Ask an expert

Is employee dishonesty grounds for dismissal for cause? • What are the potential personal liabilities of officers and directors if the corporation breaches an agreement?

Is employee dishonesty grounds for dismissal for cause?

Question:
One of our employees continues to lie on his time sheets. Our company communicates both the procedure to log hours of work as well as the penalties for falsifying the time sheet entries. Is employee dishonesty grounds for dismissal for cause?

Answer: The general principle of wrongful dismissal is that an employee is entitled to reasonable notice of termination of his contract by the employer. But an exception to the general rule exists when there is just cause for dismissal.

In a contract of employment, traditionally there is an implied duty of faithfulness and honesty owed by the employee to the employer and breach of that implied duty is cause for dismissal. The principal justification for this type of dismissal is the lack of confidence and trust which must exist between the employer and employee, particularly if the employee is in a responsible position.

But recently the Supreme Court of Canada overruled a Court of Appeal decision which had held a single act of dishonesty, no matter how minor, constitutes just cause for dismissal. The Supreme Court proposed a new analytical framework to determine whether the context and nature of an employee’s dishonesty warrants dismissal or not.

According to this “contextual approach” the dishonest act must be viewed in the context of the employment relationship as a whole. The main factor to be considered is whether, following the dishonest act, the current employment relationship is reconcilable. If the dishonesty goes to the core of the employment relationship the dismissal will be just.

This Supreme Court decision does not preclude an employee from being punished based on his dishonest act — it simply provides for lesser sanctions for less serious misconduct. The spirit of this decision is to have a just and fair punishment that is proportional to the offence instead of a strict rule that equates dishonesty to just cause for dismissal. Each case must be evaluated on its own facts.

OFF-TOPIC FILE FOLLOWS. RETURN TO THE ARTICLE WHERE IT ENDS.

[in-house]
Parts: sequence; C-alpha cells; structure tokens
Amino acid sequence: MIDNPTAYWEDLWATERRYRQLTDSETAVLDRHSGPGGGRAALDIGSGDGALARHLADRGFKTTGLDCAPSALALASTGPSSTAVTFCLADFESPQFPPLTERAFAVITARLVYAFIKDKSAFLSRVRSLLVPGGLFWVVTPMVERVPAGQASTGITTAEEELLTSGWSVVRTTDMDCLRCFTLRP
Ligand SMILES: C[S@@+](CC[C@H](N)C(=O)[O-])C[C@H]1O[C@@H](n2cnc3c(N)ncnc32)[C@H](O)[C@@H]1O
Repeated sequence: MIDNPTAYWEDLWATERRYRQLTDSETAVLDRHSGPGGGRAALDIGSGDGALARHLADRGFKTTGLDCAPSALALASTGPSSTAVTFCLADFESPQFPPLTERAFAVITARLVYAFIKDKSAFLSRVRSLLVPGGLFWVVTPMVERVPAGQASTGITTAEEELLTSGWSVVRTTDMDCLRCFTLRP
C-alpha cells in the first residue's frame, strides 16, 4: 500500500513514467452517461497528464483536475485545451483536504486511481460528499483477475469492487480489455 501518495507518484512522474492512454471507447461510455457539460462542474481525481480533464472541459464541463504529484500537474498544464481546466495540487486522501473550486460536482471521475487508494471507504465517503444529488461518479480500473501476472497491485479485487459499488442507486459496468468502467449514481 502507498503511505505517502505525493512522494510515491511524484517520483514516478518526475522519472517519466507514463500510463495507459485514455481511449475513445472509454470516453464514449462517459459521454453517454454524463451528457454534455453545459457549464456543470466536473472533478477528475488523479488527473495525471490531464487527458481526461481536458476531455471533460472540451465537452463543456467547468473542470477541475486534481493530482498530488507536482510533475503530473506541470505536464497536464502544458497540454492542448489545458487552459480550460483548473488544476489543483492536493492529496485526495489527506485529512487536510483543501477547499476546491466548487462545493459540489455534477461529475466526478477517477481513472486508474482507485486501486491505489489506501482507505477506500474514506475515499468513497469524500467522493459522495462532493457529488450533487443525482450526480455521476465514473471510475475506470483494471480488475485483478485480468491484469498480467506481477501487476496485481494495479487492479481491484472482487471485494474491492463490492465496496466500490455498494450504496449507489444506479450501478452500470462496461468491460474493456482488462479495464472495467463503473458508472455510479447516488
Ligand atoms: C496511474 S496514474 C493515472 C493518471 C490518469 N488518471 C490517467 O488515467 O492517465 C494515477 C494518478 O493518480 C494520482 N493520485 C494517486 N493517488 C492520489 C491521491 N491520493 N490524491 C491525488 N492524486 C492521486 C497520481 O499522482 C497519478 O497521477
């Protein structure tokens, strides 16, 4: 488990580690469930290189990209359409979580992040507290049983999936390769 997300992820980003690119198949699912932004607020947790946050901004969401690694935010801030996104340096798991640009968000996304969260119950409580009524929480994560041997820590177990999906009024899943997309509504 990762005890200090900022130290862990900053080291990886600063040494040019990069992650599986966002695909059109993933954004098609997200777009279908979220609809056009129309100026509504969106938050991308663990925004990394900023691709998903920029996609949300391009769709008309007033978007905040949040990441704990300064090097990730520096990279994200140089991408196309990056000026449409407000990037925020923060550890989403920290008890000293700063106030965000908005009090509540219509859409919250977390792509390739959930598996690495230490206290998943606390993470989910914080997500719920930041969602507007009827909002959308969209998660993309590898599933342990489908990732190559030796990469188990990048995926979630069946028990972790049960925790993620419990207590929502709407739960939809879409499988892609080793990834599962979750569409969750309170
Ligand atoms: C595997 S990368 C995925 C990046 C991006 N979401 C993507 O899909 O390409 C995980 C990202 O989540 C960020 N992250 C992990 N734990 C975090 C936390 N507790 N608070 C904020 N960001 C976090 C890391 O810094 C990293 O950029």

You suggest in your question that the employee “continues” to lie on his time sheets. If this is a recurring problem for which the employee has been repeatedly warned and disciplined, there may be just cause for dismissal. But bear in mind that given the dishonest act in question, dismissal will likely only be justified after lesser penalties have first been imposed. For example, before dismissing the employee you could dock his pay for the loss incurred by the company and/or suspend him without pay. If the dishonest acts continued, you could then impose harsher penalties eventually culminating in the termination of his employment for cause.



What are the potential personal liabilities of officers and directors if the corporation breaches an agreement?

Question:
What are the potential personal liabilities of officers and directors of a corporation if the corporation breaches an agreement?

Officers and directors of corporations cannot be held civilly liable for the actions of the corporations they control and direct unless there is some conduct on the part of those directing minds that is either itself tortious or that exhibits a separate interest or identity from that of the corporation.

A corporation is a legal entity, distinct from its shareholders and directors. Therefore shareholders and directors are generally accorded the advantages of limited liability: the liability of the corporation is limited to the assets held by the corporation. In other words the assets of the corporation’s individual directors are not available to satisfy liabilities in excess of the value of the corporation’s assets.

Since a corporation must essentially function through the thoughts and actions of its director, agreements that a director causes a corporation to enter into can result in potential liability to the corporation. But except for a few statutory and fact-specific exceptions, unless a director is acting outside her capacity within the corporation, she will not be personally liable for agreements she has entered into on behalf of the corporation.

Peter Israel is the head of Goodman and Carr LLP’s Human Resource Management Group. He can be reached at (416) 595-2323 or [email protected]. Address questions to [email protected].

Latest stories